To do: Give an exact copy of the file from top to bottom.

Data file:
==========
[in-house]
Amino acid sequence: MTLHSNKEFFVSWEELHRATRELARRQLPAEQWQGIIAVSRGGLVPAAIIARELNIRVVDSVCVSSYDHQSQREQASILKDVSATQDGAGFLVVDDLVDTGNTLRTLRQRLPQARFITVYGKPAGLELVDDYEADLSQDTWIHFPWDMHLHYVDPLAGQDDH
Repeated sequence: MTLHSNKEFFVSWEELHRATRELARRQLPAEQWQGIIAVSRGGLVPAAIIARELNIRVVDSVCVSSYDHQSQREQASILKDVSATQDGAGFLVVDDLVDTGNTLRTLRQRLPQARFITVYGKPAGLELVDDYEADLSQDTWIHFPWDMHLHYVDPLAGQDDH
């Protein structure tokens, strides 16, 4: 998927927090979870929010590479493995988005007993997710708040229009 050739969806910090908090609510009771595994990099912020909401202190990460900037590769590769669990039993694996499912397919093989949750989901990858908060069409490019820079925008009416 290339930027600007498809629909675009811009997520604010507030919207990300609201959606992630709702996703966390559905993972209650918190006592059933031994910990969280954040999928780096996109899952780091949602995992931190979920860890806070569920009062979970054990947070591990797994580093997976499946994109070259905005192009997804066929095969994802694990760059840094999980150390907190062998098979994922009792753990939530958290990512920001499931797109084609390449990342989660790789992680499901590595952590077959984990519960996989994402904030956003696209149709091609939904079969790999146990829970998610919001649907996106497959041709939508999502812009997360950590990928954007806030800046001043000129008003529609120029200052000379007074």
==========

[in-house]
Amino acid sequence: MTLHSNKEFFVSWEELHRATRELARRQLPAEQWQGIIAVSRGGLVPAAIIARELNIRVVDSVCVSSYDHQSQREQASILKDVSATQDGAGFLVVDDLVDTGNTLRTLRQRLPQARFITVYGKPAGLELVDDYEADLSQDTWIHFPWDMHLHYVDPLAGQDDH
Repeated sequence: MTLHSNKEFFVSWEELHRATRELARRQLPAEQWQGIIAVSRGGLVPAAIIARELNIRVVDSVCVSSYDHQSQREQASILKDVSATQDGAGFLVVDDLVDTGNTLRTLRQRLPQARFITVYGKPAGLELVDDYEADLSQDTWIHFPWDMHLHYVDPLAGQDDH
């Protein structure tokens, strides 16, 4: 998927927090979870929010590479493995988005007993997710708040229009 050739969806910090908090609510009771595994990099912020909401202190990460900037590769590769669990039993694996499912397919093989949750989901990858908060069409490019820079925008009416 290339930027600007498809629909675009811009997520604010507030919207990300609201959606992630709702996703966390559905993972209650918190006592059933031994910990969280954040999928780096996109899952780091949602995992931190979920860890806070569920009062979970054990947070591990797994580093997976499946994109070259905005192009997804066929095969994802694990760059840094999980150390907190062998098979994922009792753990939530958290990512920001499931797109084609390449990342989660790789992680499901590595952590077959984990519960996989994402904030956003696209149709091609939904079969790999146990829970998610919001649907996106497959041709939508999502812009997360950590990928954007806030800046001043000129008003529609120029200052000379007074």